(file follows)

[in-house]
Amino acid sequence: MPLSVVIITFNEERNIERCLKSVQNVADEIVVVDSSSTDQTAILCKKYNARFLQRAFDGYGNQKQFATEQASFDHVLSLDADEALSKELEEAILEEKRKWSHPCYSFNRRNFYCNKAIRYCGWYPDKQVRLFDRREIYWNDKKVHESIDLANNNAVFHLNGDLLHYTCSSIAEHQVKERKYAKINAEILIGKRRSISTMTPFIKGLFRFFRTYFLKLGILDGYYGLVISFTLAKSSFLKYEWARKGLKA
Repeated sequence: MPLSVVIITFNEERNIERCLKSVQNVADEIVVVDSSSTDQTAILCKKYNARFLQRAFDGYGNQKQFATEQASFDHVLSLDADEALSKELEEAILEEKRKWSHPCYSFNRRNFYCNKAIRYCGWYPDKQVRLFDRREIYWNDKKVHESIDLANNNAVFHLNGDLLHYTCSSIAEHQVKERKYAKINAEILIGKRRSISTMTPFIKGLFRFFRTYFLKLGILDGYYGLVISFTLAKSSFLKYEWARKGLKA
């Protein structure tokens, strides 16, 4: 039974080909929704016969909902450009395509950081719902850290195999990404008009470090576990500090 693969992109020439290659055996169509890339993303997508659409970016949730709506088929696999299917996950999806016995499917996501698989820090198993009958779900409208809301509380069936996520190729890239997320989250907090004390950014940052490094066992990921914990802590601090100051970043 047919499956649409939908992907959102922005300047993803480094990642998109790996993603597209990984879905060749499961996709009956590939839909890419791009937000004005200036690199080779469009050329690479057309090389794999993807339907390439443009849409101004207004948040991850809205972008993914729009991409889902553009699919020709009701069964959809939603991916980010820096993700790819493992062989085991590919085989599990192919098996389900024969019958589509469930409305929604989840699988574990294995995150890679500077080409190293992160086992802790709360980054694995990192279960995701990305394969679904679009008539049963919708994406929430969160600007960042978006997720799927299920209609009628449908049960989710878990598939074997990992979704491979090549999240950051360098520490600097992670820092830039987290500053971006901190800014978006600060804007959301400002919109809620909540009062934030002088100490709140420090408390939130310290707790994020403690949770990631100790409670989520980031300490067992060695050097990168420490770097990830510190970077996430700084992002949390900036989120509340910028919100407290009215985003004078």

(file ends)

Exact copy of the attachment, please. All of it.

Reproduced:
[in-house]
Amino acid sequence: MPLSVVIITFNEERNIERCLKSVQNVADEIVVVDSSSTDQTAILCKKYNARFLQRAFDGYGNQKQFATEQASFDHVLSLDADEALSKELEEAILEEKRKWSHPCYSFNRRNFYCNKAIRYCGWYPDKQVRLFDRREIYWNDKKVHESIDLANNNAVFHLNGDLLHYTCSSIAEHQVKERKYAKINAEILIGKRRSISTMTPFIKGLFRFFRTYFLKLGILDGYYGLVISFTLAKSSFLKYEWARKGLKA
Repeated sequence: MPLSVVIITFNEERNIERCLKSVQNVADEIVVVDSSSTDQTAILCKKYNARFLQRAFDGYGNQKQFATEQASFDHVLSLDADEALSKELEEAILEEKRKWSHPCYSFNRRNFYCNKAIRYCGWYPDKQVRLFDRREIYWNDKKVHESIDLANNNAVFHLNGDLLHYTCSSIAEHQVKERKYAKINAEILIGKRRSISTMTPFIKGLFRFFRTYFLKLGILDGYYGLVISFTLAKSSFLKYEWARKGLKA
């Protein structure tokens, strides 16, 4: 039974080909929704016969909902450009395509950081719902850290195999990404008009470090576990500090 693969992109020439290659055996169509890339993303997508659409970016949730709506088929696999299917996950999806016995499917996501698989820090198993009958779900409208809301509380069936996520190729890239997320989250907090004390950014940052490094066992990921914990802590601090100051970043 047919499956649409939908992907959102922005300047993803480094990642998109790996993603597209990984879905060749499961996709009956590939839909890419791009937000004005200036690199080779469009050329690479057309090389794999993807339907390439443009849409101004207004948040991850809205972008993914729009991409889902553009699919020709009701069964959809939603991916980010820096993700790819493992062989085991590919085989599990192919098996389900024969019958589509469930409305929604989840699988574990294995995150890679500077080409190293992160086992802790709360980054694995990192279960995701990305394969679904679009008539049963919708994406929430969160600007960042978006997720799927299920209609009628449908049960989710878990598939074997990992979704491979090549999240950051360098520490600097992670820092830039987290500053971006901190800014978006600060804007959301400002919109809620909540009062934030002088100490709140420090408390939130310290707790994020403690949770990631100790409670989520980031300490067992060695050097990168420490770097990830510190970077996430700084992002949390900036989120509340910028919100407290009215985003004078």